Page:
How does a group of volunteers distribute some 9,000 drive-thru meals, with extra a la carte items and flaky desserts, in less than 36 hours?
With a ton of careful planning, says Alexandra Schramm, who co-chairs the 64th annual Greek Bazaar at Annunciation Greek Orthodox Church in Lancaster.
Schramm and Kosta Kontanis, her co-chair, will give volunteers several weeks to recover after the Nov. 5 to 6 food festival.
Participants then will gather for debriefing.
“We talk about what we learned and what we can do better,” Schramm says. This year, for instance, volunteers want to cut the amount of time people wait in their cars before getting food. They also want to process orders faster.
Baker Helen Hazatones leads the group that makes loukoumathes, or pieces of fried dough dipped in honey, similar to doughnuts. The Lancaster resident and helpers will make almost 11,000 of these delicacies starting Saturday morning.
This year, though, she will use a new warming oven to store finished desserts so the group can have more hot honey balls ready to pack into Styrofoam containers.
Also, Hazatones and sister Joanne Martin plan to start making the dough around 5 a.m. Saturday. Sister Maria Georgallis will join soon after. Previously, Hazatones would start the process around 7 a.m. before the 10:30 a.m. Saturday opening.
This honey ball crew can drop about 120 doughnuts into a deep fryer every 30 seconds, Hazatones says.
The Greek chicken legs, served as part of a platter meal, will begin cooking the night before the bazaar. Many other items can be made in advance, though.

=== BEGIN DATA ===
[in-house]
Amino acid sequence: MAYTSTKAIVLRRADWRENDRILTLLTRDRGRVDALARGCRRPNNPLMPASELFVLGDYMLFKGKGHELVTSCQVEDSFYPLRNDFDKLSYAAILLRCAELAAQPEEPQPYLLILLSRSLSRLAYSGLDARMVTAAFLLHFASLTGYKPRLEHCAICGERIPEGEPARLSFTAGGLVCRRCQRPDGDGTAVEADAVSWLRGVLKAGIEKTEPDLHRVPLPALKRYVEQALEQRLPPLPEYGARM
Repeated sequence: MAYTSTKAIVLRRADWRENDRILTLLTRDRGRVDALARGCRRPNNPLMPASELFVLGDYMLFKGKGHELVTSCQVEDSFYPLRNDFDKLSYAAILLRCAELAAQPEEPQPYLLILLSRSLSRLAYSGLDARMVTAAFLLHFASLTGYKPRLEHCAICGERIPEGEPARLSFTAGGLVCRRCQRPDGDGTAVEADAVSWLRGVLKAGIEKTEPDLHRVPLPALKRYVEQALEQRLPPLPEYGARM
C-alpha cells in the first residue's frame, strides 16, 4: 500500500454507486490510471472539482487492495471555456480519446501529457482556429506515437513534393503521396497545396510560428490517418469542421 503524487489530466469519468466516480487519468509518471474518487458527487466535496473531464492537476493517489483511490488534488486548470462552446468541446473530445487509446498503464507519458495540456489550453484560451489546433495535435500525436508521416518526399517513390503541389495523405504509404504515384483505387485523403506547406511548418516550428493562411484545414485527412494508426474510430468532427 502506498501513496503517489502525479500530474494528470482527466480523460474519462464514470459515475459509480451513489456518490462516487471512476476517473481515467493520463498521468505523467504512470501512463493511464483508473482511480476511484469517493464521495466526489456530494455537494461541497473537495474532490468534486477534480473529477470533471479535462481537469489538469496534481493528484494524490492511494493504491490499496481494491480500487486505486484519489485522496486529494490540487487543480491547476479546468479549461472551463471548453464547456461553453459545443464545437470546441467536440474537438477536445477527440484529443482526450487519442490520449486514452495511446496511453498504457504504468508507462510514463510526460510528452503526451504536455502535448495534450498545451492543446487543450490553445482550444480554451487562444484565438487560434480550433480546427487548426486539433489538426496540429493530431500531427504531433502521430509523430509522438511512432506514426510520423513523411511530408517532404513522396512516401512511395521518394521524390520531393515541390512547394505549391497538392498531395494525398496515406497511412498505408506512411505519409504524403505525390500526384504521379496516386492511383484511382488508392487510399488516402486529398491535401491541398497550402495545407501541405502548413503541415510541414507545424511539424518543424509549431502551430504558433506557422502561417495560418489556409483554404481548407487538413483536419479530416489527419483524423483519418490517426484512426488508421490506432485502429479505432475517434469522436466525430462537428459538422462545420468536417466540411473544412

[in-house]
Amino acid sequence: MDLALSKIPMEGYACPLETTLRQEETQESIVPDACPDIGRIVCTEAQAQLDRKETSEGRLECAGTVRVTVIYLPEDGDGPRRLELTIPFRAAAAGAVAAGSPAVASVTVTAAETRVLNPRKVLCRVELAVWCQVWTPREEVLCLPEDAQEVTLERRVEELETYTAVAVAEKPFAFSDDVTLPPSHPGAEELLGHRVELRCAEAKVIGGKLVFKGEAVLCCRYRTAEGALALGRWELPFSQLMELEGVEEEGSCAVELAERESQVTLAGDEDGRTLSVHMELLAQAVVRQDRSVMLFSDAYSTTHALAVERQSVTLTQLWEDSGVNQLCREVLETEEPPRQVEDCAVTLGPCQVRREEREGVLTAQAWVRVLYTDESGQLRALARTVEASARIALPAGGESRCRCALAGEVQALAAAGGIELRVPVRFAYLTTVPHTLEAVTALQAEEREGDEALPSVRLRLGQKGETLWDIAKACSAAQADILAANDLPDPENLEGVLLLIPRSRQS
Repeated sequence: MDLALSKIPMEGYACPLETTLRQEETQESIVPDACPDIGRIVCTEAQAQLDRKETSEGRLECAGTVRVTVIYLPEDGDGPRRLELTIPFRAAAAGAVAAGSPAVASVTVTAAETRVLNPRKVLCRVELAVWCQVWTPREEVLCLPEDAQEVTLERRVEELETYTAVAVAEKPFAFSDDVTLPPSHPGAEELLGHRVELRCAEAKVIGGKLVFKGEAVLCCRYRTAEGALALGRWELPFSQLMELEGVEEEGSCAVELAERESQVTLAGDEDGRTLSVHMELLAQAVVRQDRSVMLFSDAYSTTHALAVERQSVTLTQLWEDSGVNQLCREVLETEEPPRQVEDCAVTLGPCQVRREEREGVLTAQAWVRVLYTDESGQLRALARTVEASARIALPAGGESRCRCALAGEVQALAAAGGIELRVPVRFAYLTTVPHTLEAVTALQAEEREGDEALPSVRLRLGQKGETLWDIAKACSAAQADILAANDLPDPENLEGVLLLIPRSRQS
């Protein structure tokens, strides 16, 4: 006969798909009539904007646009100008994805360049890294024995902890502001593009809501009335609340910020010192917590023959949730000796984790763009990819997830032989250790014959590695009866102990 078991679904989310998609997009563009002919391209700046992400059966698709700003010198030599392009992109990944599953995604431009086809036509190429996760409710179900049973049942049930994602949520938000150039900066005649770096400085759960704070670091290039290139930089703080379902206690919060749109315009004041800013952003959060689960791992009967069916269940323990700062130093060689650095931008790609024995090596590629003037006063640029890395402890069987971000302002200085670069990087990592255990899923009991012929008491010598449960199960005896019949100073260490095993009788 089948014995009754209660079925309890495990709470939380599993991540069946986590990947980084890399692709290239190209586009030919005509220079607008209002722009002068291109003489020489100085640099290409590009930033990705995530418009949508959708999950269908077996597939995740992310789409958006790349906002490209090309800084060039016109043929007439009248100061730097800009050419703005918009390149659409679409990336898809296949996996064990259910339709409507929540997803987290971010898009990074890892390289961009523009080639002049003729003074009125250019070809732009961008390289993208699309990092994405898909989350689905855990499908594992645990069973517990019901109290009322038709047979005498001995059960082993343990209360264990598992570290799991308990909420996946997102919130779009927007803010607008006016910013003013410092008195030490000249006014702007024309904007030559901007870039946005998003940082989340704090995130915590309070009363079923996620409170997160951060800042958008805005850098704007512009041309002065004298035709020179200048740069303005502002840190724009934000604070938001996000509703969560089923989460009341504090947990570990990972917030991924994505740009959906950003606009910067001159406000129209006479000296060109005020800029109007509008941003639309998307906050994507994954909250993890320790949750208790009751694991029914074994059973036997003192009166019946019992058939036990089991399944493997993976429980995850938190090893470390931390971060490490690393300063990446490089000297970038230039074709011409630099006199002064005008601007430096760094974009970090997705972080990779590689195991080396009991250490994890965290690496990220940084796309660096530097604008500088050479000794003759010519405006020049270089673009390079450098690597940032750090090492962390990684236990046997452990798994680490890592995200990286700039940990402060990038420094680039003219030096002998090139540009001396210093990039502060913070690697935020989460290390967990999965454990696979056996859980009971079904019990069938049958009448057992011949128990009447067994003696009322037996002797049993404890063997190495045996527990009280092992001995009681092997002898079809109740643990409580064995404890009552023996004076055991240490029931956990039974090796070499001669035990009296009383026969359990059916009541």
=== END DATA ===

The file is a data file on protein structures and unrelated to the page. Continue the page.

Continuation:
Christine Speros, who estimates that she’s attended 60 food bazaars during her 83 years, begins picking grape leaves in May and June. Some 25 to 30 grapevines grow behind the church parking lot. Speros and other church members also grow their own vines at home.
“A lot of our members have grapevines,” she says. Some 10,000 grape leaves have been blanched, dried and packed in sealed freezer bags.
Volunteers fill them with a mixture of meat, rice, onions and spices, and customers can purchase them frozen.
Committee members begin meeting after the new year. They gathered in July to finalize a menu and decide that they wanted to keep the festival as a drive-thru-only event because of the pandemic.
The church temporarily ended its inside dining and festival area in 2020. That meant Schramm and other volunteers had to figure out a way to allow patrons to order and pay in advance using a third-party vendor.
“We had to research and adapt an online point of sale system,” Schramm says. “Then we had to teach everybody to use it.”
Also, during the year, Kontanis manages spreadsheets that list how much of each ingredient to order to make all the food.
Production ramps up in the fall, when volunteers start cooking and baking in the church’s kitchen. Schramm estimates that more than 500 people volunteer for the bazaar, either making food or working during the weekend event.
“Planning the food bazaar is really intense,” Schramm notes.